If your on-the-job injury or occupational disease results in a disability, you’ll receive a cash settlement in addition to lost wage benefits. Workers’ comp administrators calculate your settlement based on loss of earning capacity, type of disability (partial, temporary or permanent), and the loss or damage to specific body parts, organs and functions.
Survivor’s benefits are paid to the legal dependents of a worker who is killed while on the job. Sovereign immunity limits public employer liability in federal wrongful death suits.
Sovereign Immunity from Injury Lawsuits
The federal government and its agencies are immune from public employer liability, including personal injury claims by federal workers alleging government negligence. This immunity includes cases where one employee is injured by another while on the job. Under federal statutes, the government and its agencies are almost always immune from liability.
In the private sector, there are some instances where an injured worker may apply for workers’ compensation benefits and also pursue a separate third-party claim against the employer. Under federal law, negligence of any type or severity does not circumvent federal workers’ compensation restrictions. Sovereign immunity also prohibits federal employer liability in wrongful death suits.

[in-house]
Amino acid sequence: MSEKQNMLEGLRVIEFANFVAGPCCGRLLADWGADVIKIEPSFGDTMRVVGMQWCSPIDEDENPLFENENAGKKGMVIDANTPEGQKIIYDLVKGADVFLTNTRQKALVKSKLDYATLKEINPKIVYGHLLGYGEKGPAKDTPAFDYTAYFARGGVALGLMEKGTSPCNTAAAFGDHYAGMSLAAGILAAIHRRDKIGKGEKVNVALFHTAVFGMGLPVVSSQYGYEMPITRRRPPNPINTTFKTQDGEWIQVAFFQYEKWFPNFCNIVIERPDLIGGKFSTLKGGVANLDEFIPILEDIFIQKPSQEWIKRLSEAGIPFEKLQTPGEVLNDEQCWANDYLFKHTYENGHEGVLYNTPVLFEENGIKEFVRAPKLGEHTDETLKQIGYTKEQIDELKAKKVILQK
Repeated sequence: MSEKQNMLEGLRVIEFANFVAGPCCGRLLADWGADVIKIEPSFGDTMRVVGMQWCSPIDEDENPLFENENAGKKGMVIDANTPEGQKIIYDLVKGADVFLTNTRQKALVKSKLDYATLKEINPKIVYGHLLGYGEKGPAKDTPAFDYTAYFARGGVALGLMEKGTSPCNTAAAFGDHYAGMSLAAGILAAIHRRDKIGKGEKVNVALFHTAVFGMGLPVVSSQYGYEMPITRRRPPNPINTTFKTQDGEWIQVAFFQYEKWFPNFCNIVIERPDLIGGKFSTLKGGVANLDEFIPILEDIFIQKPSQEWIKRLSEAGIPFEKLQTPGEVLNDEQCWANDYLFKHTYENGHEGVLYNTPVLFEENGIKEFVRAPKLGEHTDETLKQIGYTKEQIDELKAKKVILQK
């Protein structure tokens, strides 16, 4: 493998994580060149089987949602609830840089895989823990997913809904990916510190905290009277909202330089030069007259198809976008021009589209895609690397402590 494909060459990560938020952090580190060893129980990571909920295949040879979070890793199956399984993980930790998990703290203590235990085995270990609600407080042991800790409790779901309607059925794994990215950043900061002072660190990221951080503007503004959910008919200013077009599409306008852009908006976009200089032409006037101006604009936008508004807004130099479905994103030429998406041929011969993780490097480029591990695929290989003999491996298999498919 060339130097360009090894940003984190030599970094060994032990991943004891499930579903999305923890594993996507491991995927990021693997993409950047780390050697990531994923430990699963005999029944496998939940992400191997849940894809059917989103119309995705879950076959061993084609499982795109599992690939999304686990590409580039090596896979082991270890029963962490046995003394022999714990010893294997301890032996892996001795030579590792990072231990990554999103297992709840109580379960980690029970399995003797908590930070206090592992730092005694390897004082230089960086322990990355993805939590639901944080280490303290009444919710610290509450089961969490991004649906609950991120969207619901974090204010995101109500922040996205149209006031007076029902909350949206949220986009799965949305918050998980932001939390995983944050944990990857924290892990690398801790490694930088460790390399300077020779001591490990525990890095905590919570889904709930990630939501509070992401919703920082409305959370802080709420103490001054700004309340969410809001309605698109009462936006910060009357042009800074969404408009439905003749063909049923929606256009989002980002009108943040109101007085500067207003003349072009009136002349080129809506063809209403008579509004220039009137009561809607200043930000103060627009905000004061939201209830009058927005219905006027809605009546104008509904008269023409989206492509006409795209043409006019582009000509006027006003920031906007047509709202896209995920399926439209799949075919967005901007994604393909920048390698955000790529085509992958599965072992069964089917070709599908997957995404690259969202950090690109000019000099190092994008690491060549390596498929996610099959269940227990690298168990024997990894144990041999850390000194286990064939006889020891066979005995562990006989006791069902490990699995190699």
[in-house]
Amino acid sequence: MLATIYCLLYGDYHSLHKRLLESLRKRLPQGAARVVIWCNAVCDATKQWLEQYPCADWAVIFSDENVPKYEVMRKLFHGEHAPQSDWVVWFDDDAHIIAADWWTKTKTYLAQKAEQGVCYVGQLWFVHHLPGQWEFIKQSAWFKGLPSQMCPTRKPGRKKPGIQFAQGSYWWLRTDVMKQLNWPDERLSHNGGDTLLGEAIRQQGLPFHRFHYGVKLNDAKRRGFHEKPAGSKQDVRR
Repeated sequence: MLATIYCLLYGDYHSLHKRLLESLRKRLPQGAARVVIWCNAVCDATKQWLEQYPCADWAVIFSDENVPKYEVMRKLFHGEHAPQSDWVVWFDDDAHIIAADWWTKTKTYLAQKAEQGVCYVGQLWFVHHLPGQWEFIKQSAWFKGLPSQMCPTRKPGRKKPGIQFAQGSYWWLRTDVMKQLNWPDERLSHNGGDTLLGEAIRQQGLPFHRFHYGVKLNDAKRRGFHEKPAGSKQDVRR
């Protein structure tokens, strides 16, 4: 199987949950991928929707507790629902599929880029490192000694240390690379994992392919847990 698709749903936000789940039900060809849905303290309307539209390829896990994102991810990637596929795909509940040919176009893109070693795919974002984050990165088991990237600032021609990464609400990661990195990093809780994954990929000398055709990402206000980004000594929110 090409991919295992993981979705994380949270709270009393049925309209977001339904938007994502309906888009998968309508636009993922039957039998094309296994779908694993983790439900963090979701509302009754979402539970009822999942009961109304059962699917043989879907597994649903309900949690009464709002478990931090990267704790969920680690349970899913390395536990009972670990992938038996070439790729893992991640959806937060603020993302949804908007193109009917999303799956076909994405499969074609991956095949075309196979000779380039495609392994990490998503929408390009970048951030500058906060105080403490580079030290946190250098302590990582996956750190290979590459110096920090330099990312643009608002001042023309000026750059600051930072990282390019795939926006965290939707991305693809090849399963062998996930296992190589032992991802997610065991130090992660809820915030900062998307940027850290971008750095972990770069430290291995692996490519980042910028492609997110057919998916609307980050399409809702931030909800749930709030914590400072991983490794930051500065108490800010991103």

Third-party Claims against Non-governmental Agencies
As a federal worker, you are prohibited from suing the federal government for an on-the-job injury. But there are some circumstances where you may be entitled to pursue a private third-party claim against a non-governmental entity. While federal employer liability is restricted by immunity, non-governmental entities have no such immunity.
A federal employee injured on the job must file an injury claim with the federal workers’ comp administration. If your on-the-job injury was caused by the negligence of a third party, who was not acting under the auspices of the federal government, then you may be able to also seek damages from that party in a separate lawsuit.
Example: Hit by drunk driver
Norma was a federal postal employee. She drove a U.S. postal truck, but spent the majority of her time walking her assigned route, delivering mail to private residences. One day, as she walked down a sidewalk, a car swerved off the road and ran her over. Norma sustained major injuries, including a broken femur, and face and head injuries.
When the police arrived, they administered a field sobriety test to the driver. He failed the test and the police arrested him for driving while intoxicated.
Norma correctly filed a federal workers’ compensation claim. She decided to consult with a personal injury attorney who said that federal law allowed her to file a third-party lawsuit against the driver. Norma hired the attorney to represent her.
Her attorney filed a lawsuit contending that the driver’s actions at the time he struck Norma were wholly negligent. The lawsuit claimed damages for her injuries and expenses. These included her medical bills, out-of-pocket expenses (medications, crutches, wheelchair, etc.), all her lost wages, and a substantial amount for her present and future pain and suffering.